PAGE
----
Agreeableness (versus antagonism) measures cooperativeness and compassion
Conscientiousness (versus undependability) indicates diligence and self-discipline
Openness to experience (versus being closed to experience) suggests intellectual curiosity and creativity
Past meta-analyses of twin and family studies have attributed approximately 40 percent of variance in personality to genetic factors. GWAS, which look for genetic variations across a large sampling of people, have discovered several variants associated with the five factors.
Chen and colleagues analyzed genetic variations among the five personality traits and six psychiatric disorders, using data from 23andMe, a privately held personal genomics and biotechnology company, the Genetics of Personality Consortium, UK Biobank and deCODE Genetics, an Iceland-based human genetics company.
The researchers found, for example, that extraversion was associated with variants in the gene WSCD2 and near gene PCDH15; neuroticism was associated with variants on chromosome 8p23.1 and gene L3MBTL2. Personality traits were largely separated genetically from psychiatric disorders, except for neuroticism and openness to experience, which clustered in the same genomic regions as the disorders.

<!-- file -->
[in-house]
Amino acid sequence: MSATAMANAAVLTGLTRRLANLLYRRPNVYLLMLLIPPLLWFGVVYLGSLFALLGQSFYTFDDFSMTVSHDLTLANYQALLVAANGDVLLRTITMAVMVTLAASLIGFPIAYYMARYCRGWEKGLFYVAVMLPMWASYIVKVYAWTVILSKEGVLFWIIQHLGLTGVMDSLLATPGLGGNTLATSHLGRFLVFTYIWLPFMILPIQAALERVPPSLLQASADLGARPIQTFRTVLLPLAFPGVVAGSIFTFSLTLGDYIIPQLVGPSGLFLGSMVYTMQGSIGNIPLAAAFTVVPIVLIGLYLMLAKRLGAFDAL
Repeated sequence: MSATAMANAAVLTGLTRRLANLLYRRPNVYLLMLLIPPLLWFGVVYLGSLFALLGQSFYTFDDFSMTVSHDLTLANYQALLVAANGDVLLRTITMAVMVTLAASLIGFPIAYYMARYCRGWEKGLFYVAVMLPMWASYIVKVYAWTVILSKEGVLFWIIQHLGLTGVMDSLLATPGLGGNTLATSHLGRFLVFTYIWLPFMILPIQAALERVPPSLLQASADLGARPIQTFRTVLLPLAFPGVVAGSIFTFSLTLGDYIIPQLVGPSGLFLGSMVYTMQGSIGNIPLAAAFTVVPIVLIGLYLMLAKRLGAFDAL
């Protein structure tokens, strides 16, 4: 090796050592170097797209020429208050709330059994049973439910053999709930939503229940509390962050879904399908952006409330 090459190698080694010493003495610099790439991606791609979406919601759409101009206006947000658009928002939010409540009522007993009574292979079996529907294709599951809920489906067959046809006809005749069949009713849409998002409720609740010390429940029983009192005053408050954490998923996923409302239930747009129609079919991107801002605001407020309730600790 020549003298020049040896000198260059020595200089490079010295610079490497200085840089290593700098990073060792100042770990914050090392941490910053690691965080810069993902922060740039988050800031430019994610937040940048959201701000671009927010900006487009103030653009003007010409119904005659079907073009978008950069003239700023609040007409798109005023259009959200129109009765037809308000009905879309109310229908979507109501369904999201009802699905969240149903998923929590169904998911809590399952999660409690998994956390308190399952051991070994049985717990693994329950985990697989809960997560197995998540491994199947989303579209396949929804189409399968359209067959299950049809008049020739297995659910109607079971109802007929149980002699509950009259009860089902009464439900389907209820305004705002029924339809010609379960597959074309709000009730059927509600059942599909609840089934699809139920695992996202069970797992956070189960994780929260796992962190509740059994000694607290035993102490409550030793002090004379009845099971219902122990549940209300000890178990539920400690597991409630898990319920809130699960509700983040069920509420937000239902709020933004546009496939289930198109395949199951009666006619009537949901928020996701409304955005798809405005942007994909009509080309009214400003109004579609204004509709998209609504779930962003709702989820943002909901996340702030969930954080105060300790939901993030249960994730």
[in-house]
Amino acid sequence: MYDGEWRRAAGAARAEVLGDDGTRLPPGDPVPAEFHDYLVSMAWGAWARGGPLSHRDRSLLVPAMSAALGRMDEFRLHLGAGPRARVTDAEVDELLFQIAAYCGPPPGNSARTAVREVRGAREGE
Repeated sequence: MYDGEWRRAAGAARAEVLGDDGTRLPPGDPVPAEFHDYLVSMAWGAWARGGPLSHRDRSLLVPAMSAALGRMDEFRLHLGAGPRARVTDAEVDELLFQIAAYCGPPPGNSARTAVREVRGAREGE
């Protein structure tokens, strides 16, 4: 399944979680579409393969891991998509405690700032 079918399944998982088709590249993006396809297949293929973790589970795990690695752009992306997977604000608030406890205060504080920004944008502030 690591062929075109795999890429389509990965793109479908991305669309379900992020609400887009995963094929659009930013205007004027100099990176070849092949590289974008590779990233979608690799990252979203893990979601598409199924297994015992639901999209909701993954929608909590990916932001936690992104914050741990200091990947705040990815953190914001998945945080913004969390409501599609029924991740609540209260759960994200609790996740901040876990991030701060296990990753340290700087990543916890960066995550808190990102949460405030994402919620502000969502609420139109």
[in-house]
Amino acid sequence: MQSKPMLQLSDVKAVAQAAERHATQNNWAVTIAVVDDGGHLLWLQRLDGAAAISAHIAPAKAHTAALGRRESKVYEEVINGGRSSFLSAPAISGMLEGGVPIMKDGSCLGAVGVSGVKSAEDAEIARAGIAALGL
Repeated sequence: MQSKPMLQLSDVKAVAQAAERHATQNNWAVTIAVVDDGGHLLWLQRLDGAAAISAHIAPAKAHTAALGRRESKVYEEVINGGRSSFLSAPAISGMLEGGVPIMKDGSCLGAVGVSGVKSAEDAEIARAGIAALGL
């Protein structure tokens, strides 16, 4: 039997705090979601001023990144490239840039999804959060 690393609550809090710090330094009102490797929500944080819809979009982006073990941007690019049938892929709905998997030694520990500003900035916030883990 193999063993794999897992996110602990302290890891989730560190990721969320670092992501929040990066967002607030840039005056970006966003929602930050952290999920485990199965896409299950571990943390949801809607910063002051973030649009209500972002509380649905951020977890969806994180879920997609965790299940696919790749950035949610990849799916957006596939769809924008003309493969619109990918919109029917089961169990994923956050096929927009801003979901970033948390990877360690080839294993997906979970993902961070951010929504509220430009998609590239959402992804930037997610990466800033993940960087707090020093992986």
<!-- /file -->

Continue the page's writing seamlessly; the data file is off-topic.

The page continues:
“We identified genetic variants linked to extraversion and neuroticism personality traits,” said Chen. “Our study is in an early stage for genetic research in personality and many more genetic variants associated with personality traits are to be discovered. We found genetic correlations between personality traits and psychiatric disorders, but specific variants underlying the correlations are unknown.”
The authors note that while the sample size of the meta-analyses was large (123,132 to 260,861 participants in different studies), they used only GWAS summary statistics and cannot estimate all genetic variance factors; some studies also used different methodologies.